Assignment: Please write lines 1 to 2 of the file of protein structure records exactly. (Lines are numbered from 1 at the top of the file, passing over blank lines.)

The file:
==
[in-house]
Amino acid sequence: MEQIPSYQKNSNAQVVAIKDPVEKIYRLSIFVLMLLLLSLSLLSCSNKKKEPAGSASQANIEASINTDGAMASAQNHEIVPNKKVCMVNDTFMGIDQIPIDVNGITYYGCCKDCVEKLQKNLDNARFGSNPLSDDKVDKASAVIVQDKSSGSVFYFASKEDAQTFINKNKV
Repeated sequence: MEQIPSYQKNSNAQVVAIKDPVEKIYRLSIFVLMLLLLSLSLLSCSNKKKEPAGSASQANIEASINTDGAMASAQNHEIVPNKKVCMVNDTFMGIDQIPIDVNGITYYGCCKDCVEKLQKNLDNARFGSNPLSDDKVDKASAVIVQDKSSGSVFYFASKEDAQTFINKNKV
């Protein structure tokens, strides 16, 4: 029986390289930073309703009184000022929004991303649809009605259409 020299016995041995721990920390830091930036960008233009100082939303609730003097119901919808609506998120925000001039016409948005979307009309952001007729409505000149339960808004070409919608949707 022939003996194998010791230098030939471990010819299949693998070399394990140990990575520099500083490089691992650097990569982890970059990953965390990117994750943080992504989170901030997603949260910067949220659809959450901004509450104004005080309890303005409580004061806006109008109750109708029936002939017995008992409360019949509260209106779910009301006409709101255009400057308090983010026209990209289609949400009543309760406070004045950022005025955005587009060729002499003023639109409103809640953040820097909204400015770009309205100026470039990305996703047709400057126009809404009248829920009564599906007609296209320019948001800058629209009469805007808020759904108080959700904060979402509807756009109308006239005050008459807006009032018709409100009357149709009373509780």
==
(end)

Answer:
[in-house]
Amino acid sequence: MEQIPSYQKNSNAQVVAIKDPVEKIYRLSIFVLMLLLLSLSLLSCSNKKKEPAGSASQANIEASINTDGAMASAQNHEIVPNKKVCMVNDTFMGIDQIPIDVNGITYYGCCKDCVEKLQKNLDNARFGSNPLSDDKVDKASAVIVQDKSSGSVFYFASKEDAQTFINKNKV